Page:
The next round of HIPAA audits provides another opportunity for OCR to examine different mechanisms for compliance with HIPAA/HITECH, identify best practices and discover new risks and vulnerabilities. The audits are in addition to OCR’s ability to assess HIPAA/HITECH compliance through its routine complaint and investigation process. It is anticipated that the next round of HIPAA audits will focus on OCR hot buttons—timely and thorough security risk assessments, effective and ongoing risk mitigation plans, breach notification procedures, encryption, training and policies and procedures. For the next round of HIPAA audits, OCR currently is in the process of revising its audit protocol to reflect the changes included in the HIPAA Omnibus Rule that became effective on September 23, 2013.
For more information, please contact Lynn Sessions, firstname.lastname@example.org or 713.646.1352; or Kimberly M. Wong, email@example.com or 212.271.2028.
OCR Settles Potential HIPAA Violations With County Government
To start 2014, HHS OCR issued its first resolution agreement of the year and its first settlement with a county government—signaling that even local and county governments, regardless of size, must safeguard the privacy and security of patient information in compliance with HIPAA.
Skagit County, Washington (County), located in northwest Washington with approximately 118,000 residents, agreed to settle potential violations of the HIPAA Privacy, Security, and Breach Notification Rules with a $215,000 monetary payment and a three-year corrective action plan (CAP). The Skagit County Public Health Department provides essential services to residents who are unable to afford healthcare. The resolution agreement stems from the County’s December 9, 2011, notification to HHS OCR that money receipts with ePHI of seven individuals were accessed by unknown parties after the ePHI had been inadvertently moved to a publicly accessible server maintained by the County.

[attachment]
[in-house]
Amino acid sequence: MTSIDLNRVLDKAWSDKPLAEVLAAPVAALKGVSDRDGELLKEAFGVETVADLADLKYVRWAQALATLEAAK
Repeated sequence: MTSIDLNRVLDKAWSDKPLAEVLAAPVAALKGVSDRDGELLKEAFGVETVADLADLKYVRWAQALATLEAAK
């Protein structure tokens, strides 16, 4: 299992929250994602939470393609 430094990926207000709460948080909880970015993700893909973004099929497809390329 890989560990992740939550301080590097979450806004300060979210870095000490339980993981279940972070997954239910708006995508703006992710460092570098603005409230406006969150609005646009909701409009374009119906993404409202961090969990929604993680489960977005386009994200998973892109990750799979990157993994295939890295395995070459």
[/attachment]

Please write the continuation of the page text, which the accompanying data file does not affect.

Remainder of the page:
On May 25, 2012, OCR notified the County of its investigation and indicated that:
- from approximately September 14, 2011, until September 28, 2011, the County disclosed the ePHI of approximately 1,581 individuals (not just seven individuals as initially reported); the accessible files involved sensitive information, including PHI concerning the testing and treatment of infectious diseases;
- from November 28, 2011, to the date of the resolution agreement, the County failed to provide notification as required under the Breach Notification Rule; from April 20, 2005, to the date of the resolution agreement, the County failed to implement sufficient policies and procedures to prevent, detect, contain and correct security violations;
- from April 20, 2005, until June 1, 2012, the County failed to implement and maintain, in written or electronic form, policies and procedures reasonably designed to ensure compliance with the Security Rule; and
- from April 20, 2005, until the date of the resolution agreement, the County failed to provide security awareness and training to workforce members, including its Information Security staff members, as necessary to and appropriate for workforce members to carry out their functions within the County.